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Comment Re:No it isn't (Score 3, Insightful) 215

> The problem is inefficiency. Power drops with the square of distance.

Wrong!

That's how radio works.

Actually the resonant schemes DON'T use radio, they use inductance; which is just magnetic fields; and they work at much lower frequencies.

By contrast, radio is a particular mixture of magnetic and electric fields that propagate to infinity, and you tend to lose them. That was the genius of Marconi, to get the mix right.

But magnetic fields on their own don't propagate, that's partly why magnets don't go flat. The energy hangs around the transmitter and can be absorbed by a suitable receiver.

Comment Re:As it was before (Score 1) 215

Except that now the device can have chips in to measure the amount of power being supplied, and if somebody hasn't paid, can cut it off.

And actually the original problem about how you can be billed was solved by television broadcasters; mostly it relied on people being honest, and occasionally driving around with a truck with equipment to sniff out people that were stealing.

Comment Re:Efficiency should kill it (Score 1) 284

There's lots of electricity in things that aren't in your house, in street lights, shops, factories etc. etc.

The total energy per capita for example is over 5kW in the UK for example (10kW in America), check out the final column in this table:

http://en.wikipedia.org/wiki/List_of_countries_by_energy_consumption_per_capita

Things like mobile phones are completely irrelevant really, and laptops are pretty much irrelevant.

I saw a number which was ~2kW by an academic for the UK, that IRC would have been electricity only (presumably he took total electricity supply and divided by population).

Comment Re:Efficiency should kill it (Score 2) 284

These devices use very little power.

A typical person in the Western world uses, on average, 2+ kW. That's not 2kWh per day, that's 2+ kWh EACH AND EVERY HOUR.

These devices that are proposed to be charged wirelessly are usually just a few watts, about 1/1000 of what the person is using; so even if the power efficiency halved for those particular devices, it would make essentially sod-all difference.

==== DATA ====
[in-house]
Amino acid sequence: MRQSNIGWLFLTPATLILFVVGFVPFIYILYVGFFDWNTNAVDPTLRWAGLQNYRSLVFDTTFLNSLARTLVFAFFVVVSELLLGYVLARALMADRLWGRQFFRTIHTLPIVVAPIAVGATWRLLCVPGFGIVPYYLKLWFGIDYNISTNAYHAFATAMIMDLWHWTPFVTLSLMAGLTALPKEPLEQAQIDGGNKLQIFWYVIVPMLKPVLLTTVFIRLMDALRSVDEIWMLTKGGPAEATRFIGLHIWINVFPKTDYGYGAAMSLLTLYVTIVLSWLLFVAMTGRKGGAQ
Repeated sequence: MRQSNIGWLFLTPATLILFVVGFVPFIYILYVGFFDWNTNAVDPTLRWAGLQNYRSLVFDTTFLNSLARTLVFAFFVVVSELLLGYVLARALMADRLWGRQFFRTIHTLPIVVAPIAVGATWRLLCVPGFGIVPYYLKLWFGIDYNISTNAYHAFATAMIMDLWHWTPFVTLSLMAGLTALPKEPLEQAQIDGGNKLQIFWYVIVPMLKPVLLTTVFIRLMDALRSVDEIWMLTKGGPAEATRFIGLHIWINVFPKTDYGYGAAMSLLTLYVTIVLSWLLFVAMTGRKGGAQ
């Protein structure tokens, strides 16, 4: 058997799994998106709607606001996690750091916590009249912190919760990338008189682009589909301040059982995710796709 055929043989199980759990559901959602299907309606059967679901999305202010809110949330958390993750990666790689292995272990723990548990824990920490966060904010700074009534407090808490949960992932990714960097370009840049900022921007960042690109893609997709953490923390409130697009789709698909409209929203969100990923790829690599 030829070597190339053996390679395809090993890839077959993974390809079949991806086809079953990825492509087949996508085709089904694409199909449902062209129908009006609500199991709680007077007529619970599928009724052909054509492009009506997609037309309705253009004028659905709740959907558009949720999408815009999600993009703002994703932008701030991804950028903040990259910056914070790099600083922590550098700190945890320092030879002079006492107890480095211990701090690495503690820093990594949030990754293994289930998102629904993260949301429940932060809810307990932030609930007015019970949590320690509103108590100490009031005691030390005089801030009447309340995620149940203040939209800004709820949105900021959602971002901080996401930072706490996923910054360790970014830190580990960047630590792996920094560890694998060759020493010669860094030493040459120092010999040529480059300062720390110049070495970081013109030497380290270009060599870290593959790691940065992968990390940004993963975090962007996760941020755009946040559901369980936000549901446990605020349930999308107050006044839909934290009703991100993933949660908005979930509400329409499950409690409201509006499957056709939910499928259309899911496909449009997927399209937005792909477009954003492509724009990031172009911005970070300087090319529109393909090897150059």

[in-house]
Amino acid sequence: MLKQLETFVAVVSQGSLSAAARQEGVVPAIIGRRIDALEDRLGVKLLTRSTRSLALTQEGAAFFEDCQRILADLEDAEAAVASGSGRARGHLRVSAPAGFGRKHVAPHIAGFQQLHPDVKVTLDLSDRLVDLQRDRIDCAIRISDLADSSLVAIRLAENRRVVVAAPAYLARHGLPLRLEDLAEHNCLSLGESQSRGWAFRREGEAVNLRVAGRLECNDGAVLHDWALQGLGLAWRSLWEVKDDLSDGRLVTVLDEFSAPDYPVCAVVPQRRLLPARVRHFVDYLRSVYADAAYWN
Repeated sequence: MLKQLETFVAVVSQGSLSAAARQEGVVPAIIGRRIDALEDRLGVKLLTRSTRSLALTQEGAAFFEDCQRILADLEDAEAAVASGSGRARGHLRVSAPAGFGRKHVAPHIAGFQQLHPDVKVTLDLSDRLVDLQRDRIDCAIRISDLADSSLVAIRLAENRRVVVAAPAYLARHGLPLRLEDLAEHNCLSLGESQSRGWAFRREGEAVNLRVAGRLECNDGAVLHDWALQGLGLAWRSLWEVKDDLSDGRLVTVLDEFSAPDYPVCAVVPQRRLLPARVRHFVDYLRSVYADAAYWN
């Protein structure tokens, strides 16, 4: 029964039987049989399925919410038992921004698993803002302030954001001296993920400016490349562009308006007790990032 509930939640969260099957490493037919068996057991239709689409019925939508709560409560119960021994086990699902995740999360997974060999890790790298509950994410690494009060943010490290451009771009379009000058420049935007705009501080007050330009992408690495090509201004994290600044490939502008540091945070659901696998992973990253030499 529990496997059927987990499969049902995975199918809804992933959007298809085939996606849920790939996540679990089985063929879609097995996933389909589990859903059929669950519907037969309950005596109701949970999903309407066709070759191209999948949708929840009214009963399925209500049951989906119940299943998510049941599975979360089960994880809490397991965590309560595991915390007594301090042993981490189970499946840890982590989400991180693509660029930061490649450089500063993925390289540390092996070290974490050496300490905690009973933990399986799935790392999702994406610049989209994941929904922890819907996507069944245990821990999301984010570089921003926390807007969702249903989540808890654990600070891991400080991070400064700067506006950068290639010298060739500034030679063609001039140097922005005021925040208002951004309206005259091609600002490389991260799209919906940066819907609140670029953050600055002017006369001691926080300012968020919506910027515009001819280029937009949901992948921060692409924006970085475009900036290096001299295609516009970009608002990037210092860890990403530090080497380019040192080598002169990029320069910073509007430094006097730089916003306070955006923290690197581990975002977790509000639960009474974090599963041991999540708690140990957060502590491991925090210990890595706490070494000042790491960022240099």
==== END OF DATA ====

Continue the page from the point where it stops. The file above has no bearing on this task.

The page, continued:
The other thing is that in many cases if it's easier to recharge, then you don't need such a big battery; batteries are incredibly expensive compared to wall supplied power.

Comment Re:Working as intended (Score 1) 333

You have a very rosy view. And that's not what happened in this case; for example. There are a large number of admins that will quite happily remove primary sources, even though the actual policy is much more nuanced, and ALLOWS adding material from twitter and blogs to be used in cases like this; a clear public statement by an author that something or other wasn't his inspiration, while it cannot be taken as proof of that, could easily have been mentioned in the article.

Like:

blah says this,[ref1] somebody else said something else,[ref2] but the author disagreed and said something else.[ref3]

Protip: sanctions like you describe are usually more to do with other users/admins ganging up on someone, not so much not what they do right or wrong.

Comment Re:Working as intended (Score 1) 333

It really doesn't really work like that, although it might seem like that if you're a novice.

The admins have a rough set of rules they actually use, that are somewhat disconnected from the real rules; admins rarely read the rules.

The way it works is that each admin basically makes a decision what the rules 'really' mean, and any given admin will hardly ever override what another admin decides (they call this 'wheel warring').

The admins, by and large, have a pretty hazy understanding of the rules; usually it seems like they've just read the title of the rule, and imagined what it said, and they are in deep contempt of anyone that really does understand the rules (they call that 'wikilawyering' and it's an insult.) If you quote the rules to them, you will get absolutely nowhere. The admins will very often apply rules in a way that the rules themselves explicitly say is not what they mean.

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